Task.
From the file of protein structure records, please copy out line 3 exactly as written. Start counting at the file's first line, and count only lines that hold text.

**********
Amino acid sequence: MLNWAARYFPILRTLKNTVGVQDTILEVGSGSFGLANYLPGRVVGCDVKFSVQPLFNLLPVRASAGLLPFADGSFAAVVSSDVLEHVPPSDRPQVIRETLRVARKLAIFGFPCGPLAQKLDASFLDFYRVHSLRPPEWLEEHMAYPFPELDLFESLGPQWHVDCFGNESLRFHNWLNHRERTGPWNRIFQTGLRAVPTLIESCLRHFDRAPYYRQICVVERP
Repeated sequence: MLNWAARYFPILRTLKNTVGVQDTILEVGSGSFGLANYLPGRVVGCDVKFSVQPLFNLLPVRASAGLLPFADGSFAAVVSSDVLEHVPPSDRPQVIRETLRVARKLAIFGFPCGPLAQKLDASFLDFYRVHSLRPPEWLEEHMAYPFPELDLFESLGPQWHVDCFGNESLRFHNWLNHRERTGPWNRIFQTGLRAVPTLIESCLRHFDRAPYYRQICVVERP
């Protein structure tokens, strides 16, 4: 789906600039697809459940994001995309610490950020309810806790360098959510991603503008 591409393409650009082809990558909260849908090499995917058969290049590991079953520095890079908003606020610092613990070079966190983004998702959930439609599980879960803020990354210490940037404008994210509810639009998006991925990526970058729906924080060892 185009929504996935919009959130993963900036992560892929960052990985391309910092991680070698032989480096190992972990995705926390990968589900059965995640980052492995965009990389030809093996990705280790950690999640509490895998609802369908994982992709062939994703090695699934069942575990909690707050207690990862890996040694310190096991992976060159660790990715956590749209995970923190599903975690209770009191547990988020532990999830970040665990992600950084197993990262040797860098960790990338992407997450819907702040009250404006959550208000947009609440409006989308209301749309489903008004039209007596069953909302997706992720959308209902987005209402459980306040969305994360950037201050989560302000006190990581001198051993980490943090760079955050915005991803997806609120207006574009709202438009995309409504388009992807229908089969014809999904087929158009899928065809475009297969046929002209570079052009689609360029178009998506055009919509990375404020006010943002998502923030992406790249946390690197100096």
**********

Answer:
């Protein structure tokens, strides 16, 4: 789906600039697809459940994001995309610490950020309810806790360098959510991603503008 591409393409650009082809990558909260849908090499995917058969290049590991079953520095890079908003606020610092613990070079966190983004998702959930439609599980879960803020990354210490940037404008994210509810639009998006991925990526970058729906924080060892 185009929504996935919009959130993963900036992560892929960052990985391309910092991680070698032989480096190992972990995705926390990968589900059965995640980052492995965009990389030809093996990705280790950690999640509490895998609802369908994982992709062939994703090695699934069942575990909690707050207690990862890996040694310190096991992976060159660790990715956590749209995970923190599903975690209770009191547990988020532990999830970040665990992600950084197993990262040797860098960790990338992407997450819907702040009250404006959550208000947009609440409006989308209301749309489903008004039209007596069953909302997706992720959308209902987005209402459980306040969305994360950037201050989560302000006190990581001198051993980490943090760079955050915005991803997806609120207006574009709202438009995309409504388009992807229908089969014809999904087929158009899928065809475009297969046929002209570079052009689609360029178009998506055009919509990375404020006010943002998502923030992406790249946390690197100096």